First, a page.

The Netherton decision refused to hold the defendants liable because it was not clear how the inflammable materials created a fire hazard or how they proximately caused the fireman to be overcome and injured by fumes and gases. Applying the same reasoning, there is no basis for imposing liability in the present case. Plaintiff's complaint fails to show how the condition of defendant's walls, or even the resulting amounts of smoke and gases, proximately caused the decedent to be overcome and injured by the inhalation of such noxious fumes, gases and smoke. The situation described by the Netherton court regarding more severe gases and fumes assumes that the difference in the degree of smoke would be the direct and proximate cause of a plaintiff's injury. In our estimation, this is an illogical assumption to make in either the Netherton case or in the present case. The court in Netherton was clear that without a demonstration of proximate cause, the mere presence of inflammable materials was insufficient to impose liability on the defendants. In the present case, the significant link of proximate cause is also missing. Without some showing that the conduct of defendant proximately caused the death of decedent, we are unwilling to impose liability.
Plaintiff also relies on the language of the Netherton decision which classifies the duty of a landowner as a duty to warn of known latent defects in the premises which with a reasonable degree of foreseeability might injure a fireman. Plaintiff maintains that the condition of the walls in the present case was a known latent defect of which defendant had a duty to warn. In our judgment, the complaint fails to allege facts sufficient to create this duty and without the necessary causation for the death, no liability may be imposed.
Plaintiff attempts to distinguish Washington v. Atlantic Richfield on the basis of the reasonable anticipation of the fire fighters in approaching such a dangerous situation. In Washington, the plaintiff fire fighter was injured when he attempted to remove the cap of a gas tank to relieve the pressure in the tank. The pressure of the tank however, blew the cap off, spreading flaming gasoline and injuring the plaintiff. Plaintiff here asserts that this was an obvious danger knowingly assumed by the fireman. Plaintiff argues that, in contrast, decedent in the present case was entitled to assume compliance with safety ordinances.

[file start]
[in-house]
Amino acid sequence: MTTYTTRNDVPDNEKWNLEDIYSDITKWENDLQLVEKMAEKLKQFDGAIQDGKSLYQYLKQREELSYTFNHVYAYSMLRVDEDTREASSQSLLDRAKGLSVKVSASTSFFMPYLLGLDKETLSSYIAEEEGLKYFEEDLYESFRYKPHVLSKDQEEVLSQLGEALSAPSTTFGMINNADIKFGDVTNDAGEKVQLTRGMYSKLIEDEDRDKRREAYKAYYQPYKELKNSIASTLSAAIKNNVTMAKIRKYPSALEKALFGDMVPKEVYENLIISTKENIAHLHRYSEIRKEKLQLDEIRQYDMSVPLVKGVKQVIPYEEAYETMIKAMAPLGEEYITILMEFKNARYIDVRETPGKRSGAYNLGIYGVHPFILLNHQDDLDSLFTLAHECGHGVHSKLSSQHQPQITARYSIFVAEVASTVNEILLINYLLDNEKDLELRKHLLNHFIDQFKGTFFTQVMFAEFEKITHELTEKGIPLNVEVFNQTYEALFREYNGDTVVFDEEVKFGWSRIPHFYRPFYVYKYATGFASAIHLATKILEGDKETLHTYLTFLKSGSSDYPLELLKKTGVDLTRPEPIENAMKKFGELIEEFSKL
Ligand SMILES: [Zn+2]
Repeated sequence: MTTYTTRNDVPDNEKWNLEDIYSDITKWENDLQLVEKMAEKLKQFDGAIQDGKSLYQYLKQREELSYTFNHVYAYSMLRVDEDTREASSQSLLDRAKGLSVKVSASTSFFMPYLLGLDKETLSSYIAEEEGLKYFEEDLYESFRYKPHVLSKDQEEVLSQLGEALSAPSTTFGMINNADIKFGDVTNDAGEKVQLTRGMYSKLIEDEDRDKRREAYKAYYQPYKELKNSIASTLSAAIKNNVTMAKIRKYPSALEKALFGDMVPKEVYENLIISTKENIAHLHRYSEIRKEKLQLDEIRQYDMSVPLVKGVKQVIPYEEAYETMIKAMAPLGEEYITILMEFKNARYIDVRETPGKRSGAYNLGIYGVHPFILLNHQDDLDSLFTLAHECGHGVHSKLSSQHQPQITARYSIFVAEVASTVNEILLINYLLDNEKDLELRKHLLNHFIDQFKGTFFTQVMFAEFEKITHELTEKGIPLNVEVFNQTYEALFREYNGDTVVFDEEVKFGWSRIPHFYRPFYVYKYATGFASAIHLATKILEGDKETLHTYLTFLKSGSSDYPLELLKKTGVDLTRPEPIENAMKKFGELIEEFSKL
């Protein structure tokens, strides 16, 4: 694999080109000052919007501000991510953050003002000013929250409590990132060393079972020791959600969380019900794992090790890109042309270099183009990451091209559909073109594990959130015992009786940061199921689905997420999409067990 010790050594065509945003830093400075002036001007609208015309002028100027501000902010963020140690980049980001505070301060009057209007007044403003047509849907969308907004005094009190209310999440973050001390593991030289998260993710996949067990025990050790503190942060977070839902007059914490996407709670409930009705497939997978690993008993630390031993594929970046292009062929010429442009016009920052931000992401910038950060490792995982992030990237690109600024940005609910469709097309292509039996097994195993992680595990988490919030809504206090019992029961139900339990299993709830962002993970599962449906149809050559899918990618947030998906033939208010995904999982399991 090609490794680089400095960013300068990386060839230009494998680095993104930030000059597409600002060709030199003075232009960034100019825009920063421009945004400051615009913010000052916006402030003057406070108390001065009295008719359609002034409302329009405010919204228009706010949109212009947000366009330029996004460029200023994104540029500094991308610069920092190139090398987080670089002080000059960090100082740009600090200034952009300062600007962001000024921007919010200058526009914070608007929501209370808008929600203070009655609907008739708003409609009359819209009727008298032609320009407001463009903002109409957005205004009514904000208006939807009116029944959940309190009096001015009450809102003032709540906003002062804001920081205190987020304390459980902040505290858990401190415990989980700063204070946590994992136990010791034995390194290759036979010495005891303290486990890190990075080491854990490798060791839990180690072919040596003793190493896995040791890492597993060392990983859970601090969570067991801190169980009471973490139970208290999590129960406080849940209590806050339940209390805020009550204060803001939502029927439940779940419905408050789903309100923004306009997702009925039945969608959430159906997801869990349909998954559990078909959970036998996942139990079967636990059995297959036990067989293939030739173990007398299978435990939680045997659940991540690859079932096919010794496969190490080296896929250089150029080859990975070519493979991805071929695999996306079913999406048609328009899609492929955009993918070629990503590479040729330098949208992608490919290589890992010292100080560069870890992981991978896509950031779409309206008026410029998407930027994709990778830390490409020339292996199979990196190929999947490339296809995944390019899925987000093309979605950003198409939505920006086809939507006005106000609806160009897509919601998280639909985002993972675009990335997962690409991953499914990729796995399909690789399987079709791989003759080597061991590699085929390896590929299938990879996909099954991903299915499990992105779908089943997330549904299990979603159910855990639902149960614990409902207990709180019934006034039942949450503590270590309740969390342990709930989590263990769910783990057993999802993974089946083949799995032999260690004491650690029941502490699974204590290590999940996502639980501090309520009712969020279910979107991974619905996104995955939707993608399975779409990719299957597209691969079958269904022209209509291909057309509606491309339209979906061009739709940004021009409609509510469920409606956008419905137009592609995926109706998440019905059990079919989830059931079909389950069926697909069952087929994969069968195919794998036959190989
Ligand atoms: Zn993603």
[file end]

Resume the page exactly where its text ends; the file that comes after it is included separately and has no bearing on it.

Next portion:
A very similar situation confronted the court of another jurisdiction in Buren v. Midwest Industries, Inc. (Ky. 1964), 380 S.W.2d 96. In Buren, several firemen lost their lives and there was evidence that the owners of the building failed to comply with applicable fire safety ordinances. Additional evidence indicated that the fire spread with deceptive speed and suddenly enveloped the premises. The Buren court discussed several cases cited in Dini v. Naiditch which reflect the principle that a fireman is entitled to assume compliance with respect to unguarded elevator shafts, open stair wells, exposed wires, and similar hazards to a reasonably safe access to and use of the premises in the manner in which they are ordinarily expected to be used. While the Buren court agreed with these holdings, it distinguished the situation involving a law violation which has no direct effect except to permit the more rapid spread of a fire than would otherwise have been the case. The court there noted that if a fireman entering a burning building does not know what safety ordinances are in effect, he could not know what to expect with respect to construction. The court further noted that a fireman is trained to expect the unexpected and it would be unrealistic for the law to pretend otherwise.
Finally, plaintiff contends that defendant's conduct was an independent cause of decedent's death. This argument is necessarily related to the Discussion of proximate cause. The fire in defendant's hotel was the proximate cause of decedent's death. Without the fire, decedent would not have been on the premises. We therefore cannot agree that the construction and maintenance of the premises were the cause of the fire or the death. The great amounts of smoke and noxious gases were not an independent cause of the fire, but only contributed to the severity of the fire. In such a situation, we do not believe the presence of great amounts of smoke and gases is an undue risk beyond that inevitably associated with fighting a fire. Nor do we believe decedent came upon a danger greater than that a fireman would reasonably anticipate in the performance of his duties.
For the foregoing reasons, the judgment of the circuit court of Cook County dismissing counts III through VI of plaintiff's complaint is affirmed.